This post serves as a reminder of how to perform benchmarks when accounting for synchronized writing in Go. The normal benchmarking process involves running a command a large number of times and determining the average amount of time that operation took. When threads come into play, we consider throughput - that is the number of operations that can be conducted per second. However, in order to successfully measure this without duplicating time, the throughput must be measured from the server’s perspective.

Time in Multiple Threads

Let w be the amount of time a single operation takes and n be the number of operations per thread. Given t threads, the cost for each operation from the perspective of the client thread will be t*w because the server is synchronizing writes as shown in the figure above, e.g. the thread has to wait for t-1 other writes to complete before conducting it’s write. This means that each thread returns a latency of n*t*w from it’s perspective. If this is aggregated, the total time is computed n*w*t^2, even though the real time that has passed is actually n*t*w as shown in the single threaded case.

For normal server-client throughput we measure the start time of the first access on the server end and the end time of the last access and the duration as the difference between these two timestamps. We then compute the number of operations conducted in that time to measure throughput. This only works if the server is pegged, e.g. it is not waiting for requests.

However, for synchronization we can’t measure at the server since we’re trying to determine the cost of locks and scheduling. We’ve used an external benchmarking procedure that may underestimate throughput but allows us to measure from the client-side rather than at the server. I’ve put up a simple library called syncwrite to benchmark this code.

Here is the use case: consider a system that has multiple goroutines, each of which want to append to a log file on disk. The append-only log determines the sequence or ordering of events in the system, so appends must be atomic and reads to an index in the log, idempotent. The interface of the Log is as follows:

type Log interface {
	Open(path string) error
	Append(value []byte) error
	Get(index int) (*Entry, error)
	Close() error

The log embeds sync.RWMutex to ensure no race conditions occur and that our read/write invariants are met. The Open, Append, and Close methods are all protected by a write lock, and the Get method is protected with a read lock. The structs that implement Log all deal with the disk and in-memory storage in different ways:

  • InMemoryLog: appends to an in-memory slice and does not write to disk.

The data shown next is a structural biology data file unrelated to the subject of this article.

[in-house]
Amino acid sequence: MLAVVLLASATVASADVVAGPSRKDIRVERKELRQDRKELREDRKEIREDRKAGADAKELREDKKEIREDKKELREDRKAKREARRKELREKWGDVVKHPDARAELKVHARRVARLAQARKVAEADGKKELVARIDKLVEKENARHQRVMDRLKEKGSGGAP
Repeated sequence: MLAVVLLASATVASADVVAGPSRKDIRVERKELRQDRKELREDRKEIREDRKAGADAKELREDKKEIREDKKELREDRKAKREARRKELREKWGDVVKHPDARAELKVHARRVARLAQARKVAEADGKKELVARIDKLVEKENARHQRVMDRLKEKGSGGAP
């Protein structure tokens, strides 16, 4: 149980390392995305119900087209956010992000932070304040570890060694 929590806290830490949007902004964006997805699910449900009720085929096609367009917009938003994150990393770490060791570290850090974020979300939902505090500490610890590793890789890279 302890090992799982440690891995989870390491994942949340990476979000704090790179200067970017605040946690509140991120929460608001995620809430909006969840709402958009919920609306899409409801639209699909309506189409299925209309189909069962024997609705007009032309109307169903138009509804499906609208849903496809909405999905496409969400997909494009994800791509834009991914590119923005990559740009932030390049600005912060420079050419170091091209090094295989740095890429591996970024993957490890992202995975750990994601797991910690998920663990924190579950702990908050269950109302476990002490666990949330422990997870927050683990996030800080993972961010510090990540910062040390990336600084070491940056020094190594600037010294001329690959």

• FileLog: on open, reads entries from file into in-memory slice and reads from it, writes append to both the slice and the file.
  • LevelDBLog: both writes and reads go to a LevelDB database.

In the future (probably in the next post), I will also implement an AsyncLog that wraps a Log and causes write operations to be asynchronous by storing them on a channel and allowing the goroutine to immediately return.


The benchmarks are associated with an action, which can be one or more operations to disk. In this benchmark we simply evaluate an action that calls the Write method of a log with "foo" as the value. Per-action benchmarks are computed using go-bench, which computes the average time it takes to run the action once:

BenchmarkInMemoryLog-8   	10000000	       210 ns/op
BenchmarkFileLog-8       	  200000	      7456 ns/op
BenchmarkLevelDBLog-8    	  100000	     12379 ns/op

Writing to the in-memory log is by far the fastest, while writing to the LevelDB log is by far the slowest operation. We expect throughput, that is the number of operations per second, to be equivalent with these per-action benchmarks in a single thread. The theoretical throughput is simply 1/w*1e-9 (converting nanoseconds to seconds). The question is how throughput changes with more threads and in a real workload.

Throughput benchmarks are conducted by running t threads, each of which run n actions and returns the amount of time it takes all threads to run n*t actions. As the t increases, the workload stays static, e.g. n becomes smaller to keep n*t constant. The throughput is the number of operations divided by the duration in seconds.

Sync Write Throughput with Increasing # of Threads

Note that the y-axis is on a logarithm scale, and because of the magnitude of in-memory writes, the chart is a bit difficult to read. Therefore the next chart shows the percentage of the theoretical throughput (as computed by w) the real system achieves:

Percentage of Theoretical


Looking at the percent theoretical chart, I believe the reason that both In-Memory and LevelDB achieve >100% for up to 4 threads is because the benchmark that computes w has such a high variability; though this does not explain why the File log has dramatically lower throughput.

Because the benchmarks were run on a 4 core machine, up to 4 threads for In-Memory and LevelDB can operate without a noticeable decrease in throughput since there is no scheduling issue. However, at 8 threads and above, there is a noticeable drop in the percent of theoretical throughput, probably due to synchronization or scheduling issues. This same drop does not occur in the File log because it was already below it’s theoretical maximum throughput.